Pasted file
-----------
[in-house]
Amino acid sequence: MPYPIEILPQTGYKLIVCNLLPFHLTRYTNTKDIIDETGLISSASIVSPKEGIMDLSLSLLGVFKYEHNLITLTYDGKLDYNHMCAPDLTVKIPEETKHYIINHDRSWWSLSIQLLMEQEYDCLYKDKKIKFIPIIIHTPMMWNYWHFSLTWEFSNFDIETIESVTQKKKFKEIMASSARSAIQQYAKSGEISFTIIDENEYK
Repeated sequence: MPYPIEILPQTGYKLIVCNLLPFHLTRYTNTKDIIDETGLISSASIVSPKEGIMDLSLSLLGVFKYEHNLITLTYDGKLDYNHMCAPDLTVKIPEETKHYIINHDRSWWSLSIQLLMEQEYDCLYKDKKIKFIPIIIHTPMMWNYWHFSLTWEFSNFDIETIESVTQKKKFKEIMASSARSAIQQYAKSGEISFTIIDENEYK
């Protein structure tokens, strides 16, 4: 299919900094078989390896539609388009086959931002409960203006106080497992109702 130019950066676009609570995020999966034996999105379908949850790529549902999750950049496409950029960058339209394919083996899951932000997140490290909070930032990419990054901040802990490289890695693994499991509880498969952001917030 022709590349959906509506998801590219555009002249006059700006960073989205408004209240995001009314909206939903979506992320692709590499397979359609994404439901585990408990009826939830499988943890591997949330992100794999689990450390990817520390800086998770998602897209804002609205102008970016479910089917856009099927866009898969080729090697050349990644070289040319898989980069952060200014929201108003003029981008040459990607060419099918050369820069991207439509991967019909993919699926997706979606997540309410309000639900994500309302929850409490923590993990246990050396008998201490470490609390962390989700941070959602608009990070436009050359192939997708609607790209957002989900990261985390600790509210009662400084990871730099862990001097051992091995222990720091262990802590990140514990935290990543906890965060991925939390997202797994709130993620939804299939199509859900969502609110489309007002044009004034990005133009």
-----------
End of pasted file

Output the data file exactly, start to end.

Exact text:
[in-house]
Amino acid sequence: MPYPIEILPQTGYKLIVCNLLPFHLTRYTNTKDIIDETGLISSASIVSPKEGIMDLSLSLLGVFKYEHNLITLTYDGKLDYNHMCAPDLTVKIPEETKHYIINHDRSWWSLSIQLLMEQEYDCLYKDKKIKFIPIIIHTPMMWNYWHFSLTWEFSNFDIETIESVTQKKKFKEIMASSARSAIQQYAKSGEISFTIIDENEYK
Repeated sequence: MPYPIEILPQTGYKLIVCNLLPFHLTRYTNTKDIIDETGLISSASIVSPKEGIMDLSLSLLGVFKYEHNLITLTYDGKLDYNHMCAPDLTVKIPEETKHYIINHDRSWWSLSIQLLMEQEYDCLYKDKKIKFIPIIIHTPMMWNYWHFSLTWEFSNFDIETIESVTQKKKFKEIMASSARSAIQQYAKSGEISFTIIDENEYK
């Protein structure tokens, strides 16, 4: 299919900094078989390896539609388009086959931002409960203006106080497992109702 130019950066676009609570995020999966034996999105379908949850790529549902999750950049496409950029960058339209394919083996899951932000997140490290909070930032990419990054901040802990490289890695693994499991509880498969952001917030 022709590349959906509506998801590219555009002249006059700006960073989205408004209240995001009314909206939903979506992320692709590499397979359609994404439901585990408990009826939830499988943890591997949330992100794999689990450390990817520390800086998770998602897209804002609205102008970016479910089917856009099927866009898969080729090697050349990644070289040319898989980069952060200014929201108003003029981008040459990607060419099918050369820069991207439509991967019909993919699926997706979606997540309410309000639900994500309302929850409490923590993990246990050396008998201490470490609390962390989700941070959602608009990070436009050359192939997708609607790209957002989900990261985390600790509210009662400084990871730099862990001097051992091995222990720091262990802590990140514990935290990543906890965060991925939390997202797994709130993620939804299939199509859900969502609110489309007002044009004034990005133009």